Eddie Bressoud

Edward Francis Bressoud (born May 2, 1932) is a former shortstop in Major League Baseball who played from 1956 through 1967 for the New York and San Francisco Giants (1956–1961), Boston Red Sox (1962–1965), New York Mets (1966) and St. Louis Cardinals (1967). He batted and threw right-handed, stood 6 feet 1 inch (1.85 m) tall and weighed 175 pounds (79 kg).

Eddie Bressoud
Ed Bressoud 1965.jpg
Born: (1932-05-02) May 2, 1932 (age 89)
Los Angeles, California
Batted: Right Threw: Right
MLB debut
June 14, 1956, for the New York Giants
Last MLB appearance
September 26, 1967, for the St. Louis Cardinals
MLB statistics
Batting average.252
Home runs94
Runs batted in365
Career highlights and awards

Early lifeEdit

Bressoud was born in Los Angeles, the fourth of seven children of Charles Bressoud, a native of Lima who had French ancestry.[1] He graduated from George Washington High School then attended San Jose State University and the University of California, Los Angeles. He began his pro career in 1950 and missed two minor league seasons in military service during the Korean War.

MLB careerEdit

Bressoud reached the majors in 1956 with the Giants. Bressoud spent two years with the MLB club in New York City, then four years after its 1958 transfer to San Francisco. He was the Giants' regular shortstop in both 1959 and 1960, but hit only .251 and .225. Ousted from his regular job by rookie José Pagán in 1961, Bressoud was the first selection of the Houston Colt .45s in the 1961 expansion draft, then was traded to the Red Sox in exchange for their regular shortstop, Don Buddin.

Bressoud played four seasons for Boston, hitting 40 doubles, nine triples, 14 home runs, 79 runs and a career-high 68 RBI in 1962, and 59 extra-bases in 1963, including a career-high 20 home runs and four two-HR games. In 1964 he posted career-numbers in batting average (.293), hits (166), runs (86) and doubles (41), and represented the Red Sox in the All-Star Game.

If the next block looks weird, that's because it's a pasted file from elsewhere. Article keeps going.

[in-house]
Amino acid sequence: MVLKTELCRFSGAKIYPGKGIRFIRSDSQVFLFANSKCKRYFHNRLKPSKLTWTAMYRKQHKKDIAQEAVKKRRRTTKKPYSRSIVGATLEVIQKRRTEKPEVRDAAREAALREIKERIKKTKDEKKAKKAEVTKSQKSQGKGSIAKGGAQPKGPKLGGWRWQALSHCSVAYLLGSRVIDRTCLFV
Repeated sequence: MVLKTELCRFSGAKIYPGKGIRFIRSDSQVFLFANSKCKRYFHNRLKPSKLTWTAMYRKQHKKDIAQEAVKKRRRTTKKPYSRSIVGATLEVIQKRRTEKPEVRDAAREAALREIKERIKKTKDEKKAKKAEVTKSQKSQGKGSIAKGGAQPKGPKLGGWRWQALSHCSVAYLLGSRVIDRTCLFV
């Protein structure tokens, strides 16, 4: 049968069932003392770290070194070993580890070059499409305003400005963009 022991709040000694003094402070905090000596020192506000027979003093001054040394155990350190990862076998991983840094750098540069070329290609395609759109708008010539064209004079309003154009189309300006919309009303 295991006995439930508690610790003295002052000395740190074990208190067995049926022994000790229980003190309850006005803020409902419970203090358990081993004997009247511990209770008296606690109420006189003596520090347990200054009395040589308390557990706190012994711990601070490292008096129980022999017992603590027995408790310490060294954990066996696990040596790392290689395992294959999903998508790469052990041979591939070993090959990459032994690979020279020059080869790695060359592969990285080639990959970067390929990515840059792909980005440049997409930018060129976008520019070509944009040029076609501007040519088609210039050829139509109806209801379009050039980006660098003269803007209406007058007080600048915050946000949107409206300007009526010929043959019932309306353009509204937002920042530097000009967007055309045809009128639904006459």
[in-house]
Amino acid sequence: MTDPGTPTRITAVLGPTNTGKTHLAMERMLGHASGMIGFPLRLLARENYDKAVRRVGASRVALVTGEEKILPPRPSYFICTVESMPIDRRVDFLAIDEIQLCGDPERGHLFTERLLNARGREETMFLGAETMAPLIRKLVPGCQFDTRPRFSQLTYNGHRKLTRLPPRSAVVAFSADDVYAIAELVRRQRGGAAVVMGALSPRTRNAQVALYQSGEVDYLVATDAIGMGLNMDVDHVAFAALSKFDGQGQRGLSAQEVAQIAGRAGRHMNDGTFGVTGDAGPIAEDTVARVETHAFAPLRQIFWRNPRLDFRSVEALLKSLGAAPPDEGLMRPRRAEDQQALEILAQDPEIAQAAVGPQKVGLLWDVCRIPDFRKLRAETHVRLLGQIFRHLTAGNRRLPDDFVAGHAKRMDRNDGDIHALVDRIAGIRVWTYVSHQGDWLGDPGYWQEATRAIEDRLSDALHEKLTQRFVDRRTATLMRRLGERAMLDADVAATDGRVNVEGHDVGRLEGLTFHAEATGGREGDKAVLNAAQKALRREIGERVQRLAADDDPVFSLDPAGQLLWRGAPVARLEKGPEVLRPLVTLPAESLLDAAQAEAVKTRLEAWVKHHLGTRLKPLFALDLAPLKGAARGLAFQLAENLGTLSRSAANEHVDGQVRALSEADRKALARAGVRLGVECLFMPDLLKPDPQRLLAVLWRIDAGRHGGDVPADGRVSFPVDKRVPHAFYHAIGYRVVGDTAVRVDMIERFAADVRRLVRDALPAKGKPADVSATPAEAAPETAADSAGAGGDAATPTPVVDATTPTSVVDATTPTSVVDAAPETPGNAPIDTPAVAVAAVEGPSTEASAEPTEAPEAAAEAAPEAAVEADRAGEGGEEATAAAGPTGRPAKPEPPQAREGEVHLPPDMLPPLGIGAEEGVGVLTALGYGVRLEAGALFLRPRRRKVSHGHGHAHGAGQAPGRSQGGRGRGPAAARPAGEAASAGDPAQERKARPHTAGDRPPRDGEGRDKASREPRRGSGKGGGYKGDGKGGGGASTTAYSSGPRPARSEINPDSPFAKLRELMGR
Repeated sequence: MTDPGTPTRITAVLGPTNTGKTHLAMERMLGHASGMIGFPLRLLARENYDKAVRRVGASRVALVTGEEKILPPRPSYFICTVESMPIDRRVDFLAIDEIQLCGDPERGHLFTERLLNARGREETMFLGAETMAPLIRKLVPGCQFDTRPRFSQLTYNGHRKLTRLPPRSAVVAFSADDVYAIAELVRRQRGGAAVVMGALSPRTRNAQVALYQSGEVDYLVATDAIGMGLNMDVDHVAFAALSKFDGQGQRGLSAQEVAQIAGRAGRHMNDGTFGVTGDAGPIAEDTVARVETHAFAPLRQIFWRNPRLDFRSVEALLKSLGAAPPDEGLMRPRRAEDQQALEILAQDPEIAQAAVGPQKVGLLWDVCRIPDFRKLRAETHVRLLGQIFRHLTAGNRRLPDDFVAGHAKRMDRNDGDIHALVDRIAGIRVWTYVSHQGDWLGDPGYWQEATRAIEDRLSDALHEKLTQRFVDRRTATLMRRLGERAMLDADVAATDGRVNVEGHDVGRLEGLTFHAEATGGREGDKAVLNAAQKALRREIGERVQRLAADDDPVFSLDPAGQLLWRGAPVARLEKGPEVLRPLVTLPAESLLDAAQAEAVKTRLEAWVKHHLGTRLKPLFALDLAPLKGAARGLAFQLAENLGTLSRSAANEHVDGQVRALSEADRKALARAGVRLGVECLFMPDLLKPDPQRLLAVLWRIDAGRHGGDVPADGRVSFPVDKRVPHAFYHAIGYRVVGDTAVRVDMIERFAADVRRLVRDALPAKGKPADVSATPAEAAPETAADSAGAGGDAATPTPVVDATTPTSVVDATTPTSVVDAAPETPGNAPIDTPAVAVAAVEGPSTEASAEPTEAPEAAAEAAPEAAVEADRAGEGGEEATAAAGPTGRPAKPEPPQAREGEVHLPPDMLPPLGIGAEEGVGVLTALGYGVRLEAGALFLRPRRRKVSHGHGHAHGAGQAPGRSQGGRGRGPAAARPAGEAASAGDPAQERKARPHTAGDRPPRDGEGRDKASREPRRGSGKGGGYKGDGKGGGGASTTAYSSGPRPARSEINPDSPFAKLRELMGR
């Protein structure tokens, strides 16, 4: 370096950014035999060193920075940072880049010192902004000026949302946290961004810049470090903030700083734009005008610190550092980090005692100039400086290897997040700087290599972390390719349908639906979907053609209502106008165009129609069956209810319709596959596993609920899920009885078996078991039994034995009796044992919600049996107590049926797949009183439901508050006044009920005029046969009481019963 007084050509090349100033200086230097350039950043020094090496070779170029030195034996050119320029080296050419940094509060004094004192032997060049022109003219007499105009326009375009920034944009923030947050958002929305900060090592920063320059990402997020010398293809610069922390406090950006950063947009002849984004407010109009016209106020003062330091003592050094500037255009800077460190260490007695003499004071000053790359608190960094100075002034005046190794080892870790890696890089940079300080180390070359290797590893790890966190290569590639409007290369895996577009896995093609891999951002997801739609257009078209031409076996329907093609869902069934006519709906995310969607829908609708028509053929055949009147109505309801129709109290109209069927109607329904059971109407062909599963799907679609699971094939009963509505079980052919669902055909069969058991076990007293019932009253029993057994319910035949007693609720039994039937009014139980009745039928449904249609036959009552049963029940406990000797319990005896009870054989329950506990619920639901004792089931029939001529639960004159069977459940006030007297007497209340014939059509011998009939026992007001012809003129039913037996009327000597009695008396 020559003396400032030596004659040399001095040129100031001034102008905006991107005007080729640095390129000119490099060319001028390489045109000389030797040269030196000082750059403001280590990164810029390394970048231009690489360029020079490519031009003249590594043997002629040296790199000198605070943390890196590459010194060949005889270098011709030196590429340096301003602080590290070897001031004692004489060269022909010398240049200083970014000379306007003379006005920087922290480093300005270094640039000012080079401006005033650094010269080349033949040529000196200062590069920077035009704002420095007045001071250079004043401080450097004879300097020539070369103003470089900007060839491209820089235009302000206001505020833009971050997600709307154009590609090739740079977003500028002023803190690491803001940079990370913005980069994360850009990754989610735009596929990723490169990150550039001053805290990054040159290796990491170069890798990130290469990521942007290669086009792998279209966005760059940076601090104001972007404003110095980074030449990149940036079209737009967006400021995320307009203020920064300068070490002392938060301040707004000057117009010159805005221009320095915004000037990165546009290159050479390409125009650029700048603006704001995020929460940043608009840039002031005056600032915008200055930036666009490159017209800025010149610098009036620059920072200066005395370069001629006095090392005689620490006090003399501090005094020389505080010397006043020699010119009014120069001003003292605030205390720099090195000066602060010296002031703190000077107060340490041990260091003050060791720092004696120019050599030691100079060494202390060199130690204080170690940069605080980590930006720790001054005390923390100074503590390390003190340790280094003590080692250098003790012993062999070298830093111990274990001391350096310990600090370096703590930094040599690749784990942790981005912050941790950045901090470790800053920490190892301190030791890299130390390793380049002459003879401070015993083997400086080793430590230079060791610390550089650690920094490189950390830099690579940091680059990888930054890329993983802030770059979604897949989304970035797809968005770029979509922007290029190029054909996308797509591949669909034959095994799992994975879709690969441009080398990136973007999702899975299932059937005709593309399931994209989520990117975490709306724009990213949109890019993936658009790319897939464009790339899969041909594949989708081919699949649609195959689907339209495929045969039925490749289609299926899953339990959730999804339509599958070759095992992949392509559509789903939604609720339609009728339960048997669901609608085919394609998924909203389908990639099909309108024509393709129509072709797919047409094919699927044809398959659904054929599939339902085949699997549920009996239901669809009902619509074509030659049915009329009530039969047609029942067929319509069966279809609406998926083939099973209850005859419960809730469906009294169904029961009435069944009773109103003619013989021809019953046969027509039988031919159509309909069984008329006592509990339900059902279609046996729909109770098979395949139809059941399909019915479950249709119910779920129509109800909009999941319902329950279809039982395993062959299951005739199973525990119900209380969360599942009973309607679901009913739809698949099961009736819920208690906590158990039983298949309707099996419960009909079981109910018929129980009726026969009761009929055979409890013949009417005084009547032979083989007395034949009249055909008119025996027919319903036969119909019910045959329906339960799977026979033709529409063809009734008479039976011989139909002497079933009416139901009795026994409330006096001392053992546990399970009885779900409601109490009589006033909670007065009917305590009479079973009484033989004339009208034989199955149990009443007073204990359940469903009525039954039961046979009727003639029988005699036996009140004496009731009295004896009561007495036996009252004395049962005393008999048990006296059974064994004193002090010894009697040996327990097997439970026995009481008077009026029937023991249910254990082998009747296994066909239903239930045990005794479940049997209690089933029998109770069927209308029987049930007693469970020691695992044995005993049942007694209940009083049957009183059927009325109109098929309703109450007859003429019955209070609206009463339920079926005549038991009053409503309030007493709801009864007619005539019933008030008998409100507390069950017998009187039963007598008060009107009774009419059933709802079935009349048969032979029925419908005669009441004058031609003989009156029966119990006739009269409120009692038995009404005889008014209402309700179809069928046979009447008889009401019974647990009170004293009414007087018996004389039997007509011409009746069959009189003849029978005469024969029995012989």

After that, he played for the New York Mets and ended his major league career with the 1967 world champion Cardinals. In the 1967 World Series — against Bressoud's former team, the Red Sox — he appeared in Games 2 and 5 as a late-inning replacement for light-hitting Cardinal shortstop Dal Maxvill, but did not record a plate appearance.

In a 12-season career, Bressoud was a .252 hitter with 925 hits, 94 home runs, and 365 RBI in 1,186 games.

Later lifeEdit

Following his playing retirement he managed in the minor leagues and scouted for the California Angels. He was a faculty member and coach at De Anza College for more than 20 years. As of 2017, he and his wife Carol had been married for 58 years. They had two sons.[1]


  1. ^ a b Nowlin, Bill. "Eddie Bressoud – Society for American Baseball Research". Retrieved November 30, 2020.

External linksEdit